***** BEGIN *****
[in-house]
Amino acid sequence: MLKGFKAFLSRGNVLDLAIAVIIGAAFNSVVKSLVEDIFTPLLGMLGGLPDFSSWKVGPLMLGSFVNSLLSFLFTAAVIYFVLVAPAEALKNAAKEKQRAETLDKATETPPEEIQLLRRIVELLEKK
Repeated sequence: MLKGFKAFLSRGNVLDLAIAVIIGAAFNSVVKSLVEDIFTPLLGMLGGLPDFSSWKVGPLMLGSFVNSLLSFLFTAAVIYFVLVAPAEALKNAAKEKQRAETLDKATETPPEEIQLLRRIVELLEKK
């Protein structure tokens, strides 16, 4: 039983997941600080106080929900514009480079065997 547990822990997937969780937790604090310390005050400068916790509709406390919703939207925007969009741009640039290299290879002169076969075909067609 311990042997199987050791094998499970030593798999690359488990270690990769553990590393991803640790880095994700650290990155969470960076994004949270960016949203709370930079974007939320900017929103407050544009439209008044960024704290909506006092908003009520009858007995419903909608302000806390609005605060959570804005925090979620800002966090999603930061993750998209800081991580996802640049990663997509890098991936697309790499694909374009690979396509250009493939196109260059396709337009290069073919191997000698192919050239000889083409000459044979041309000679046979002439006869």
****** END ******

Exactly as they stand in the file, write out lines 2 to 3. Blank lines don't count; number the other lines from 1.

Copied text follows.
Amino acid sequence: MLKGFKAFLSRGNVLDLAIAVIIGAAFNSVVKSLVEDIFTPLLGMLGGLPDFSSWKVGPLMLGSFVNSLLSFLFTAAVIYFVLVAPAEALKNAAKEKQRAETLDKATETPPEEIQLLRRIVELLEKK
Repeated sequence: MLKGFKAFLSRGNVLDLAIAVIIGAAFNSVVKSLVEDIFTPLLGMLGGLPDFSSWKVGPLMLGSFVNSLLSFLFTAAVIYFVLVAPAEALKNAAKEKQRAETLDKATETPPEEIQLLRRIVELLEKK